Sometimes I find that documenting thoughts can really help for later on in life when you’ve forgotten certain workflows. As you are well aware, I document pretty much everything here. However, some things sometimes get left out, and the problem with not documenting those things is that you end up forgetting what you had made.
In some way, it’s like the Guy Pearce character in Memento – who has extreme memory loss to the extent that he needs to take polaroid photos and make tattoos on his body as notes for himself. It’s not that bad for me, but I find that when I don’t document stuff adequately, I tend to forget thoughts. And even when I forget thoughts and ideas (that happens all the time), having documented them somewhere means that I stumble upon it sometime (yes, I randomly read my old blog posts from time to time), and that surely helps.
For example, I know that when I go through a prolonged period of depression (most recently happened last December), reading the first chapter of Jordan Peterson’s 12 Rules For Life helps.
Anyway, this is one thing I’ve followed from time to time since 2013, but have never really documented it. As long-time readers of my blog might know, I was under medication for both anxiety-depression and ADHD for the large part of 2012. I discontinued most of it in early 2013, but have occasionally gone back to taking ADHD medication (it’s a pain to get that medication – being highly controlled, you need doctor’s prescription in triplicate, etc. to get it. In the UK, the entire process through the NHS took a year and a quarter!).
Part of the reason why I’d been able to discontinue the medication was the realisation that it was in some way my ADHD that had contributed to anxiety and depression (making lots of small mistakes -> some of these mistakes proving costly -> fretting endlessly about these -> random pattern recognition based on small samples).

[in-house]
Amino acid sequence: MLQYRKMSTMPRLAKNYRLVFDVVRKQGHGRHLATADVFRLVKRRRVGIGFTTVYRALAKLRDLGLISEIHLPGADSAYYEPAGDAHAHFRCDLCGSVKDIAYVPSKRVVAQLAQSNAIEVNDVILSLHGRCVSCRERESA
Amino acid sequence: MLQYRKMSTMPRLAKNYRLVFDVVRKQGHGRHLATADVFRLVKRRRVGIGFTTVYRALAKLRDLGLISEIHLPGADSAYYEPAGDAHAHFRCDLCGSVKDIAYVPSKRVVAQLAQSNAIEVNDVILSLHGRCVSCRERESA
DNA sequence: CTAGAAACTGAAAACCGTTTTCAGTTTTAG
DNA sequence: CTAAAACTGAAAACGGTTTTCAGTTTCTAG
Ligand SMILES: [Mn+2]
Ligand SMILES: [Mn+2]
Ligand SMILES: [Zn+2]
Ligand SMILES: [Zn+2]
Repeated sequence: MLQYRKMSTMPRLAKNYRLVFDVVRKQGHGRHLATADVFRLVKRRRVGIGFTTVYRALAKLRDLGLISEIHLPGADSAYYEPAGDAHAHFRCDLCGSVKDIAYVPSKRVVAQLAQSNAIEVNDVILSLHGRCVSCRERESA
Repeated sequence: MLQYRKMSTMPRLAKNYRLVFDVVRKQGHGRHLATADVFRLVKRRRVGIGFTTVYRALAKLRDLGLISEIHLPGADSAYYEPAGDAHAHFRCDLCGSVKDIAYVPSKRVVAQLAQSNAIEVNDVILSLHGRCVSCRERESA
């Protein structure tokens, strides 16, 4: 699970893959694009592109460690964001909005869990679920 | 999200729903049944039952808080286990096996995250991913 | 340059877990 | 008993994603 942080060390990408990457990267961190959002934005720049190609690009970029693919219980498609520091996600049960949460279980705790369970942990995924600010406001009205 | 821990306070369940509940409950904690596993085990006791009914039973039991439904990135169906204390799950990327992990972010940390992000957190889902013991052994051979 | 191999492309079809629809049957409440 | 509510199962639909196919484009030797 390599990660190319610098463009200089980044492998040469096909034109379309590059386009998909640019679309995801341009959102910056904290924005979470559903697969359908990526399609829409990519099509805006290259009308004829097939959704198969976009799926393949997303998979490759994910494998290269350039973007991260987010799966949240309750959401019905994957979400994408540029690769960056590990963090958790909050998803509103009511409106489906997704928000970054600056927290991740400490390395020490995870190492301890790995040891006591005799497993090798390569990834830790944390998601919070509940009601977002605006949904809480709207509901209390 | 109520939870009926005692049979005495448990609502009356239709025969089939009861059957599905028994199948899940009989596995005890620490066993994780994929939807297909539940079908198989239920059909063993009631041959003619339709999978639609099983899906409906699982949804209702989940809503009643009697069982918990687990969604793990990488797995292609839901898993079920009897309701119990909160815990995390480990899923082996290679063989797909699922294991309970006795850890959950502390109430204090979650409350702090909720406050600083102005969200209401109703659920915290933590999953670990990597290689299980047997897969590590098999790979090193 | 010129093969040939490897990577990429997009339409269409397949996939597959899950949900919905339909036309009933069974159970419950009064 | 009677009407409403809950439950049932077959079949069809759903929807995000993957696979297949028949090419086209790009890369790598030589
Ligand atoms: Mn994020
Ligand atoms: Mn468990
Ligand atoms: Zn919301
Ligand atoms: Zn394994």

The other reason I was able to step down on all the medications was that I could actually “use my ADHD” to combat anxiety. The thing with ADHD is that while you can sometimes be incredibly distracted and unable to focus, you are also able to go into “hyperfocus” when you are doing something you are interested in. This thing you are hyperfocussed on could be work, or watching certain kinds of TV, or even getting lost in old cricket scorecards (or reading my own old blogposts!).
So the method I developed to combat times when I was anxious about something was to find something quickly that I could get hyperfocussed about (there are plenty of those) and use that to fully distract myself from whatever my thought process was at the time. Having ADHD also means you can let go of whatever thoughts you have in your head rather easily. And so once you’re done with your hypefocussed task, you don’t usually return to the earlier state of high anxiety, and you can get on to normal life.
It’s a simple enough process, but ADHD also means that you very often forget simple solutions you’ve found to problems earlier, and keep reinventing the wheel. And hence the need for this documentation.
Recently I discovered that this method works for other forms of mental instability as well. For example, the common advice given to deal with anger is to “walk away from the scene” or “take a break”. This has largely worked really badly for me. I get angry. I walk away. Obsess over what just happened. Come back angrier.
But I have a secret weapon to deal with this – ADHD! Just walking away doesn’t help. I just end up hyperfocussing on what just happened. Instead the trick is to find something I can get absorbed in. A rabbit hole I can get into and get out of without remembering what had happened just before I got in. And there’s no way the anger can survive this kind of an experience.
The only problem is that when you’re angry with something, and that’s resulted in a “live fight”, walking away to do something totally unrelated can get the counterparty even angrier. I didn’t say I have solutions for all the problems in the world, did I?